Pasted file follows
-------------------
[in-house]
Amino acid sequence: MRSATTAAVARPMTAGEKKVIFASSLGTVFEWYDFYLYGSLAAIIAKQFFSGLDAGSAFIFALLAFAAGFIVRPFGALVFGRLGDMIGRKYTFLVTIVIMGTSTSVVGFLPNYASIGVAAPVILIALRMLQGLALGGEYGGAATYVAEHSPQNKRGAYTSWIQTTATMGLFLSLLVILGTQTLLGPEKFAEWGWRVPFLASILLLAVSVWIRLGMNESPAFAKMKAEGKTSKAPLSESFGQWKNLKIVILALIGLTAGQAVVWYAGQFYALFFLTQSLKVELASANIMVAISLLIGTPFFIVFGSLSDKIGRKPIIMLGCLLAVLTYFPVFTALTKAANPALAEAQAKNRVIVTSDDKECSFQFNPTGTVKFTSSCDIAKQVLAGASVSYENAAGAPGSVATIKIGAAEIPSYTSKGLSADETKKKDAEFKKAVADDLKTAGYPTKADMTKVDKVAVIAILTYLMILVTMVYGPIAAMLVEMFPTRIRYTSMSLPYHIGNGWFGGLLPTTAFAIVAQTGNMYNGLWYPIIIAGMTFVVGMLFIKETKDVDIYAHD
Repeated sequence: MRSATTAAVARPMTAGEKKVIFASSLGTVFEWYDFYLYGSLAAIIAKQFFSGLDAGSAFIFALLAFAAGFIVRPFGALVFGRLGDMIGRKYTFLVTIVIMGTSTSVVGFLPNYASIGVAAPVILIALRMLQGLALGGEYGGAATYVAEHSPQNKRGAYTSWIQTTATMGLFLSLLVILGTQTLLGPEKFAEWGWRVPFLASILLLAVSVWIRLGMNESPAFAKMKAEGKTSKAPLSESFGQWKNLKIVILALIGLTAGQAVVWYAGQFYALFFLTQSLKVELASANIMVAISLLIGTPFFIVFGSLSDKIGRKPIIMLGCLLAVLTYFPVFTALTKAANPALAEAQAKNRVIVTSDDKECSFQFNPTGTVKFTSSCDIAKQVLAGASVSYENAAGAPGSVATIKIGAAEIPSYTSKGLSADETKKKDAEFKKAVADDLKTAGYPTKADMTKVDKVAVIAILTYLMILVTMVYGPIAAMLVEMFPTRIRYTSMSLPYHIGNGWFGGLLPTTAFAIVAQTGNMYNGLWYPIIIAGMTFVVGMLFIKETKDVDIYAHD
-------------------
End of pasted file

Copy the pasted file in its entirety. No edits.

[in-house]
Amino acid sequence: MRSATTAAVARPMTAGEKKVIFASSLGTVFEWYDFYLYGSLAAIIAKQFFSGLDAGSAFIFALLAFAAGFIVRPFGALVFGRLGDMIGRKYTFLVTIVIMGTSTSVVGFLPNYASIGVAAPVILIALRMLQGLALGGEYGGAATYVAEHSPQNKRGAYTSWIQTTATMGLFLSLLVILGTQTLLGPEKFAEWGWRVPFLASILLLAVSVWIRLGMNESPAFAKMKAEGKTSKAPLSESFGQWKNLKIVILALIGLTAGQAVVWYAGQFYALFFLTQSLKVELASANIMVAISLLIGTPFFIVFGSLSDKIGRKPIIMLGCLLAVLTYFPVFTALTKAANPALAEAQAKNRVIVTSDDKECSFQFNPTGTVKFTSSCDIAKQVLAGASVSYENAAGAPGSVATIKIGAAEIPSYTSKGLSADETKKKDAEFKKAVADDLKTAGYPTKADMTKVDKVAVIAILTYLMILVTMVYGPIAAMLVEMFPTRIRYTSMSLPYHIGNGWFGGLLPTTAFAIVAQTGNMYNGLWYPIIIAGMTFVVGMLFIKETKDVDIYAHD
Repeated sequence: MRSATTAAVARPMTAGEKKVIFASSLGTVFEWYDFYLYGSLAAIIAKQFFSGLDAGSAFIFALLAFAAGFIVRPFGALVFGRLGDMIGRKYTFLVTIVIMGTSTSVVGFLPNYASIGVAAPVILIALRMLQGLALGGEYGGAATYVAEHSPQNKRGAYTSWIQTTATMGLFLSLLVILGTQTLLGPEKFAEWGWRVPFLASILLLAVSVWIRLGMNESPAFAKMKAEGKTSKAPLSESFGQWKNLKIVILALIGLTAGQAVVWYAGQFYALFFLTQSLKVELASANIMVAISLLIGTPFFIVFGSLSDKIGRKPIIMLGCLLAVLTYFPVFTALTKAANPALAEAQAKNRVIVTSDDKECSFQFNPTGTVKFTSSCDIAKQVLAGASVSYENAAGAPGSVATIKIGAAEIPSYTSKGLSADETKKKDAEFKKAVADDLKTAGYPTKADMTKVDKVAVIAILTYLMILVTMVYGPIAAMLVEMFPTRIRYTSMSLPYHIGNGWFGGLLPTTAFAIVAQTGNMYNGLWYPIIIAGMTFVVGMLFIKETKDVDIYAHD